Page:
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Warne - Australia 'favorites' for Ashes win

  • Story Highlights
  • Warne thinks Australia are favorites despite 11 debutants playing in squad
  • Australia suffered a 2-1 series defeat in their last tour of England in 2005
  • Warne took over 1000 wickets for Australia in international competition
  • The 39-year-old retired after the last Test of a 5-0 defeat of England in 2007
From Ben Wyatt
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(CNN) -- Australia's record wicket-taker Shane Warne has exclusively told CNN he thinks his former side have what it takes to retain the Ashes in their upcoming series against England.

Shane Warne

Shane Warne fancies his former team to triumph in the Ashes.

The last time Australia toured England in 2005 they lost the trophy in a dramatic 2-1 defeat, the first loss to their rivals since 1987, before bouncing back with a 5-0 thrashing of their rivals in 2006/7 when they played on homesoil.

Since this time, long-standing members of the team - including spin-bowler Shane Warne, wicketkeeper and batsman Adam Gilchrist and fast bowler Glenn McGrath - retired from international competition leading to 11 debutants being picked for this year's series. A beginner's guide to the Ashes ».

Despite this, the 39-year-old feels recent form shows the current side are more than capable of securing victory.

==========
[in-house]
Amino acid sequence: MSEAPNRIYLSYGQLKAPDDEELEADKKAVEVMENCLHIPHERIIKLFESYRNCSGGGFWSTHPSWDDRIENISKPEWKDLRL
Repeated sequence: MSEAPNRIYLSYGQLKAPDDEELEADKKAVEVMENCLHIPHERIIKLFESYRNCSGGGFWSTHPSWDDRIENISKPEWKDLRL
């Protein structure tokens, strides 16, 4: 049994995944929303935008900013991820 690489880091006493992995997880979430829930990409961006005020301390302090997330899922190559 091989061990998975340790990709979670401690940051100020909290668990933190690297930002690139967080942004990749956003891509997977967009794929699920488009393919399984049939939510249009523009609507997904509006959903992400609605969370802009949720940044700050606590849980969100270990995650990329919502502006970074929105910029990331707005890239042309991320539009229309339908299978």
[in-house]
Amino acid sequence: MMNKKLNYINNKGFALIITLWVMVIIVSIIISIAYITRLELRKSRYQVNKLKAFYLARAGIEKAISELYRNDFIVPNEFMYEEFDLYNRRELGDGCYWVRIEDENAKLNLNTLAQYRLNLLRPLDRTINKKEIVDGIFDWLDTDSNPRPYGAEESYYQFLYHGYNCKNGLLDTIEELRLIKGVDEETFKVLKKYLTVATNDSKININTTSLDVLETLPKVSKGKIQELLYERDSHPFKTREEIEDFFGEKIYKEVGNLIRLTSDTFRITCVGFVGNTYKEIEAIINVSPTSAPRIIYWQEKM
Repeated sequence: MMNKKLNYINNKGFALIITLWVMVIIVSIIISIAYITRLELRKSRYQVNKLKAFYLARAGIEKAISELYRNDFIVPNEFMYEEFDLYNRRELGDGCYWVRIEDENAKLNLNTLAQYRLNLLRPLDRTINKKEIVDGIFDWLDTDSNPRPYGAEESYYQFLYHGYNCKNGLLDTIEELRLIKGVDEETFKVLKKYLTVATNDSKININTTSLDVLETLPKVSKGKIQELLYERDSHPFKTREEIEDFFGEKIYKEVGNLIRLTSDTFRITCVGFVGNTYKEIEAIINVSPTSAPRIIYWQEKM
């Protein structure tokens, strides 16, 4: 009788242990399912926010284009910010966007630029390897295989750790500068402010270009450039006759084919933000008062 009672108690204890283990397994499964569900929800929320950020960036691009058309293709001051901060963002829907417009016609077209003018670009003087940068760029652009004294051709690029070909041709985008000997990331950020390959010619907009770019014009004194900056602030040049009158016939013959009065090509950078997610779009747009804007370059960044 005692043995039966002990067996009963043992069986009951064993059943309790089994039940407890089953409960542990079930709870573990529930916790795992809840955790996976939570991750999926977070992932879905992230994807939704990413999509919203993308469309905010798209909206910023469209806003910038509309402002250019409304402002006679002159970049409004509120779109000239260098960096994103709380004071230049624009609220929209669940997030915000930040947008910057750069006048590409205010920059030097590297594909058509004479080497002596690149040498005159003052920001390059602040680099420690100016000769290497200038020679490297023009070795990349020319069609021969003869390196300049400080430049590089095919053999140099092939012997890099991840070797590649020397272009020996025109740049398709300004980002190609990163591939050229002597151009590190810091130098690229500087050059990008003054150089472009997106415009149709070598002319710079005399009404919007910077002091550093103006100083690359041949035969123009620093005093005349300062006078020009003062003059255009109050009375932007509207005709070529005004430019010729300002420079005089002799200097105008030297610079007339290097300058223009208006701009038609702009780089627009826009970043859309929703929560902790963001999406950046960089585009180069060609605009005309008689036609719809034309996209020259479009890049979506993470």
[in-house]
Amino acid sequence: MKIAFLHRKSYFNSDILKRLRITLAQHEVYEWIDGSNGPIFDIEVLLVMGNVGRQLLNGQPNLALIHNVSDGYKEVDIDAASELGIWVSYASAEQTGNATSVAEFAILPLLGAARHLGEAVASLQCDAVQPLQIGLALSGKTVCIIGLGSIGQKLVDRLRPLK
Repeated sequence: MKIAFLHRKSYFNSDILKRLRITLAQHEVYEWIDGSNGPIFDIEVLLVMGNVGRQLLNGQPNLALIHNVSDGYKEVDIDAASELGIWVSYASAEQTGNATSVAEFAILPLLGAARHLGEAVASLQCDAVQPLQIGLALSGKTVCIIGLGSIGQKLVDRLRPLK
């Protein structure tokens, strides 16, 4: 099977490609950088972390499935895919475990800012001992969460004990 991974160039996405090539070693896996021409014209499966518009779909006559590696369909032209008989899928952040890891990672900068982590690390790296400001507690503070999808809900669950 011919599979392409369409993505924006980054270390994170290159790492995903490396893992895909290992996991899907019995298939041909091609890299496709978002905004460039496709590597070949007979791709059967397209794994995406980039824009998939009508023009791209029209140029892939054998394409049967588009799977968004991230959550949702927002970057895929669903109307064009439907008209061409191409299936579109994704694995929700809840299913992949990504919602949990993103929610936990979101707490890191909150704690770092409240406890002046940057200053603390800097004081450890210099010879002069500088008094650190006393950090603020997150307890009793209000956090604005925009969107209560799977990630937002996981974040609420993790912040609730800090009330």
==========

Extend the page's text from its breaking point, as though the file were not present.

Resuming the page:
"They're two evenly matched sides though Australia are slight favorites after beating South Africa in South Africa recently, England haven't had that much success in the Test arena in recent times. Video Watch Warne's interview with CNN ».

"Australia have had a transitional period, but their through that now, they've played more cricket and have games under their belt. They may surprise a few (in this series)," he added.

The first Test of the Ashes gets underway in Cardiff on Wednesday, and Warne says the series, first played between the two nations in 1877, is a special occasion for all involved.

"The history and tradition of the game is huge. You get the chance only once in every four years to play in a place like Lord's in an Ashes series - it's a special achievement.

"The guys generally play pretty well over here. England deserved to win in 2005 but after they were embarrassed in Australia so they'll feel like there is work to do."

Warne took over 1000 international wickets for his country and despite his retirement, the leg-spinner is confident there is enough talent in the ranks to take advantage of some turning wickets.

"I think there are a lot of good spinners in the Australian side that haven't performed well at international level yet.

"Nathan Hauritz has to play the first Test in Cardiff as we know the wicket is going to spin a lot, hopefully he'll do well as I think he's improved a lot.

"Between him and (England bowler) Graeme Swann there's not a lot as they're both similar bowlers, Swann has his confidence up while Nathan is trying to stamp his own authority (on the game)."


As for the normal gamesmanship and competitive banter that goes on between the sides during the heat of Ashes battle - known as "sledging" among players - Warne believes the tradition will continue this time around.

"Trying to put the opposition off their game without breaking the rules, through banter - it's a bit of fun, and I'm sure they'll be plenty of subtle sledging throughout the series."

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